- higher global reinsurance costs
- and the introduction of new product features to benefit consumers, including the availability of flood cover to all households and businesses since 2011.
Most of these factors are, in fact, beyond this industry’s control.
I will conclude my remarks by outlining the work of the industry to tackle insurance affordability in high-risk areas.
The Insurance Council has strongly advocated for disaster mitigation funding and improved resilience by participating in a number of federal and state reviews. The industry agrees with the Northern Australia Insurance Premiums Taskforce and the Productivity Commission that mitigation is the only way to reduce premiums on a sustainable basis.
The Insurance Council was disappointed the Government’s response to the Productivity Commission’s report on Natural Disaster Funding did not take up the recommendation to increase mitigation funding to $200 million a year matched by states and territories.
Today, in the aftermath of Cyclone Debbie, the case for urgent investment in permanent, well-designed mitigation for disaster-prone communities cannot be clearer.
Where mitigation does not exist or poor decisions were made about the design, floods have proved devastating. Insurers have to price the risk of these events, and where the risk is high so too are the premiums.
In some respects insurance is the canary in the coal mine. Premiums alert individuals and governments about the high risks of living in certain areas. These signals should spur action in the form of mitigation and resilience measures, better town planning to prevent inappropriate development, and improvements to building codes.
I therefore welcome recent statements by the Federal Opposition Leader Bill Shorten committing to fund mitigation in Rockhampton. This is a positive step towards recognising the need for these investments.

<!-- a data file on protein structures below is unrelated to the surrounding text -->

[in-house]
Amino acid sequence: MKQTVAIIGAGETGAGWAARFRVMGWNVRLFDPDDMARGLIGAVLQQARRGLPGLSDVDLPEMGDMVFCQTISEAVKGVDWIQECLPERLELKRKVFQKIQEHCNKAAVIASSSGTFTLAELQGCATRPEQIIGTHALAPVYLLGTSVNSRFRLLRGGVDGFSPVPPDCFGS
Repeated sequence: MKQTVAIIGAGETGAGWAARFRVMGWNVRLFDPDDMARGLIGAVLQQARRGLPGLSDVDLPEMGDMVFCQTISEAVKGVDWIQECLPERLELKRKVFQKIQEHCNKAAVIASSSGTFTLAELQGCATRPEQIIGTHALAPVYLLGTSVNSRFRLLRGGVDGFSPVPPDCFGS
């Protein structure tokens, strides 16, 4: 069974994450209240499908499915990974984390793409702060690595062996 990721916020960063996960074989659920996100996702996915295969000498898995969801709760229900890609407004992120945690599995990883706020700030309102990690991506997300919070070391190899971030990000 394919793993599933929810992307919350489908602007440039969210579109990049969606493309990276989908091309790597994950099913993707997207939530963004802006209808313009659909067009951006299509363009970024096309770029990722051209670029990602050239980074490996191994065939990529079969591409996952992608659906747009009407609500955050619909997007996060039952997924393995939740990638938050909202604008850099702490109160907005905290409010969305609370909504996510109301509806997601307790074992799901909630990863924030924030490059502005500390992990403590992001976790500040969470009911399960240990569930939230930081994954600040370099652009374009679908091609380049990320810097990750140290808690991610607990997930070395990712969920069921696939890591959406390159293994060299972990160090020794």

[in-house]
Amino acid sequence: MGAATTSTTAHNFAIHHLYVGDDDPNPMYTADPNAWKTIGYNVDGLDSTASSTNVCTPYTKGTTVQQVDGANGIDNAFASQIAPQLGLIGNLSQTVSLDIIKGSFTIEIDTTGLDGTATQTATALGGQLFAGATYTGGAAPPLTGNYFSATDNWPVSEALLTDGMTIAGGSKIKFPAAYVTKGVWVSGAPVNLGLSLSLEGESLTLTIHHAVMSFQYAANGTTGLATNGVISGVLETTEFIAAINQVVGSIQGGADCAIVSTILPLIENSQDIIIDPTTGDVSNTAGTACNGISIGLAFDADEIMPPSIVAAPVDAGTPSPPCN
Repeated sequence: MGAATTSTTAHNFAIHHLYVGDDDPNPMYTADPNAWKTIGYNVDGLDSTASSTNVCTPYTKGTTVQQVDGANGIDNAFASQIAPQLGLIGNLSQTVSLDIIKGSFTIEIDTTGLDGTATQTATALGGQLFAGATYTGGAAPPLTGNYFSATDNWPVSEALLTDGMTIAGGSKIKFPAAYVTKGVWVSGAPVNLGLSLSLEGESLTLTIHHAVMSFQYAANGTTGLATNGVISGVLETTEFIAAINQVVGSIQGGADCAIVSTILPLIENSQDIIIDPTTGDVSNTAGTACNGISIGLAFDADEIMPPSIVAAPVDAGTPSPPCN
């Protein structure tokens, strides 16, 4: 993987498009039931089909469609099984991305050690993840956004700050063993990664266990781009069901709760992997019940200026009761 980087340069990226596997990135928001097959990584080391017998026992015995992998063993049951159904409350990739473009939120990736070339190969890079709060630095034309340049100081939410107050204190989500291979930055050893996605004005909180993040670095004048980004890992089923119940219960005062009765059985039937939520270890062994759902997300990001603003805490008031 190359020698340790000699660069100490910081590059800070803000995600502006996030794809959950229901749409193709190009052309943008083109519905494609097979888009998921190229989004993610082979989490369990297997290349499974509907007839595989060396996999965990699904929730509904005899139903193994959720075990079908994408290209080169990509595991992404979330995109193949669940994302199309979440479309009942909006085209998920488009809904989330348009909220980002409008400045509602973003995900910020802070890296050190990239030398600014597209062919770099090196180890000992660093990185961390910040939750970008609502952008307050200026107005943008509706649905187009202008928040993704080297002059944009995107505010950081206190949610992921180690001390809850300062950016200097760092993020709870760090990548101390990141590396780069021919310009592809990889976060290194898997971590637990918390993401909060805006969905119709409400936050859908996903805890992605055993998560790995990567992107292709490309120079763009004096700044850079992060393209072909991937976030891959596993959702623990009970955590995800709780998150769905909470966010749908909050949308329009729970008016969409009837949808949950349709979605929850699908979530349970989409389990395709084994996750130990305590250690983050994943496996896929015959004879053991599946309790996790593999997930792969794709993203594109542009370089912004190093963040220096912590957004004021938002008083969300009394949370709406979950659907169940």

However the Insurance Council believes mitigation and resilience should have bipartisan support, and urges the Federal Government to join state and local governments in identifying, then making provision for, mitigation projects across Australia. This is one form of nation building that would have a lasting positive impact.
In a jurisdiction that faces similar perils to those experienced in Australia, the Canadian Government has in their 2017 Budget allocated $2 billion to create a Disaster Mitigation and Adaptation Fund, which demonstrates increasing support for disaster risk reduction in that country.
Government intervention in the market to artificially discount premiums masks the true risk to be underwritten and would not solve the problem of at-risk communities. Indeed experience in other jurisdictions such as the US has shown that such intervention can actually exacerbate the problem by providing a false sense of security encouraging more inappropriate development in high-risk areas.
The consequence of inaction is community devastation and hundreds of millions of dollars being spent by governments on disaster recovery, which has no impact on the underlying problems.
Though the cost of Cyclone Debbie will take a long time to be tallied, insurers are paying out $2 million a day in emergency repairs and accommodation and expect insured losses will total more than $660 million. The cost to governments in disaster relief funding, loans and subsidies as well as replacement of major infrastructure could easily outstrip this amount. The pattern where 97 per cent of government disaster funding is expended after an event ignores the overwhelming evidence of the massive economic benefit of funding prevention where $1 spent on prevention can save up to $10 on recovery.
I am happy to take questions from the Committee.